The Slow Death of the High Street Agent.

Below is a quote from an otherwise good post that I read on LinkedIn a couple of days ago about how estate & letting agency is changing.

‘Of course, we still do pop in to our local estate agency during the buying/selling/renting process otherwise they would have all packed their cases by now and joined the online estate agency train‘.

I won’t beat around the bush, this is a complete misreading of why so many traditional estate/letting agents continue with their out-dated business model!

They stay with the traditional business model for a mixture of the following reasons:

a) they don’t think about it; b) they have thought about it but the change necessary is too big and scares them; c) the change is happening relatively slowly, so until their business noticeably drops away to cheaper competitors, they don’t see the need. (It will be too late by then of course but that’s up to them); d) they believe that the brand advertising their shop gives them is worth the extra cost.

Looking at the way the internet (particularly social media) has changed our society in the last 10-15 years and looking at how the property portals have changed the residential property dynamic between agents and buyers, I predict that in 10 years time there will a minimum 50% reduction in high street agents. Not necessarily a reduction in the number of agents overall – but a minimum 50% reduction of HIGH STREET agents.

But while it will make in-roads, I don’t think it will be the pure online agencies that will become the norm over that period.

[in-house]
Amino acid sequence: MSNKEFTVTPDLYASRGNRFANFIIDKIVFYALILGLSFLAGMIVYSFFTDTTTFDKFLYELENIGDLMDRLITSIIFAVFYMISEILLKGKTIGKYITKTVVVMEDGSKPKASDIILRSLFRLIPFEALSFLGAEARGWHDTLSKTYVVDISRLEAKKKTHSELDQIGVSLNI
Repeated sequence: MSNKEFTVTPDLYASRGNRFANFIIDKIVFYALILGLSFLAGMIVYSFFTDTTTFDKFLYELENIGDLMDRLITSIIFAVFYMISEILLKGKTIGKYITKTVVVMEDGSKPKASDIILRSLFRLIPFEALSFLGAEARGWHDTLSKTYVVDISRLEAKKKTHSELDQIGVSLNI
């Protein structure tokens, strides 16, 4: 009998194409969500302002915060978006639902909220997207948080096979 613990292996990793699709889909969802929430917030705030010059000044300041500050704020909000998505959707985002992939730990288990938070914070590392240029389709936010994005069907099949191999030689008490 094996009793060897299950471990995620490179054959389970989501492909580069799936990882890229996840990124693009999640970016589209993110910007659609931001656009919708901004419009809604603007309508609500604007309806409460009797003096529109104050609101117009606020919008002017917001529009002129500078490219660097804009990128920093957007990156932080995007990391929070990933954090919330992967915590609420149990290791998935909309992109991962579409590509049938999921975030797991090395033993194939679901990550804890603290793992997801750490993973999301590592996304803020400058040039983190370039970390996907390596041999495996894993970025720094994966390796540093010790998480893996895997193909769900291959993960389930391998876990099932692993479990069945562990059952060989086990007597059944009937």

No, I believe that the hybrid model will take over. And I don’t mean the large companies like Purplebricks and who are what I call ‘online+’.

I’m talking about genuinely local hybrid agents that give clients what they really want – quality, professional, local, face-face service but at a lower price because those agents don’t have the running costs of the high street agents.

I would urge all high street agents but particularly small independents who maybe aren’t doing as well as they would like while flogging themselves to death, to look at the costs associated with their business. Try and take a step back and be objective about what you really NEED to do in 2016 to sell or rent a property for your clients and then see how much of your cost base you could cut by ditching the stuff that was necessary in, say 1996, but simply isn’t necessary anymore.

You may not agree but I speak from experience; I made the transition starting with no clients, without borrowing money and in a town I haven’t lived in all my life (so no free clients I went to school with etc),

It is absolutely possible to make a success of it.

I now have MORE per transaction profit margin than my high street competitors while charging my clients LESS than those high street competitors. 


Later this year, I will be running a course covering the planning you need to do, the pitfalls to watch out for and the tips for success for any agent wanting to explore the change from traditional high street agent to a local quality service hybrid agent.

Good luck


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